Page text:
We have become a culture of people who are taught to believe that we must be happy; that to be unhappy is wrong. In our own need to fulfill a happiness that isn’t fertile and has not yet ripened, we seek to gain short-term pleasure, which actually causes us to be less happy than we would be had we embraced our suffering and learned from the experience that only unhappiness can afford us. To think that only happiness is capable of making us happy is a fallacy. It is not the feeling of happiness that we are after, rather the process of self-transcendence that we experience when we learn to treat each experience as a unique and invaluable lesson that contributes to the texture of our lives. Happiness in and of itself is not what makes us happy otherwise people wouldn’t be able to find happiness in sadness; it is rather the evolution of man’s inner discipline and leadership of his life that allows him to find the positive meaning in each experience that leads to his happiness – for once he realizes that he can find positive meaning in each situation, he realizes that he controls the meaning of any situation, and happiness becomes not an event, but the medium of response to the event that he experiences. Every emotion has a place in our lives: happiness, joy, elation, sadness, depression. What is important is not the feeling itself, but how we choose to handle that feeling and what we determine it means to us. It is the meaning that matters.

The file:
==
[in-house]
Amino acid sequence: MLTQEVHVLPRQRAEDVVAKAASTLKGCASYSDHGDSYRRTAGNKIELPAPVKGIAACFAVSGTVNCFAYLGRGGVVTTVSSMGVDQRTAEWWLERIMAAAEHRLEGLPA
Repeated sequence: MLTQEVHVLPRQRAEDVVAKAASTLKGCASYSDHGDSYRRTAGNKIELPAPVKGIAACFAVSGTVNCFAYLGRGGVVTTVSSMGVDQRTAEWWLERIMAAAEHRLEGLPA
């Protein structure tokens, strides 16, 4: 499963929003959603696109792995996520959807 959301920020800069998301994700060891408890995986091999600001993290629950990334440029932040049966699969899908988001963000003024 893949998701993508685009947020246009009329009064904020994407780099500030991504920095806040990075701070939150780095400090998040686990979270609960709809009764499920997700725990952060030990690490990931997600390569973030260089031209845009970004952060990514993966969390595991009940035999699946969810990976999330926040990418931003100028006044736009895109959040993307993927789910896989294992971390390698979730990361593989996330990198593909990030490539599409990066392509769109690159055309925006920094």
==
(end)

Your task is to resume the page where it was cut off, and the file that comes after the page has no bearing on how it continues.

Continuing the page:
We’re often so caught up on the concept of loss that it prevents us from truly living and experiencing life to its full capacity. We must realize that what we should fear most is not loss of material goods or financial resources, but loss of self – our own true identities – which occurs when we do not honor our natures: what we are about as human beings, not as material earners, but as everlasting souls. The greatest loss of all is not to have given yourself the true gift of fulfilling the true you by fearing that you need to become someone you’re not, or to have wasted time pursuing endeavors that fulfill the image of yourself that you don’t create, but that someone imposes upon you.
It is transitoriness that makes us make the most of our lives. It is the paradoxical energy that acts as a catalyst for us to find meaning – in knowing that this moment will be here only for a brief period and that we have to find a way to make the most of it.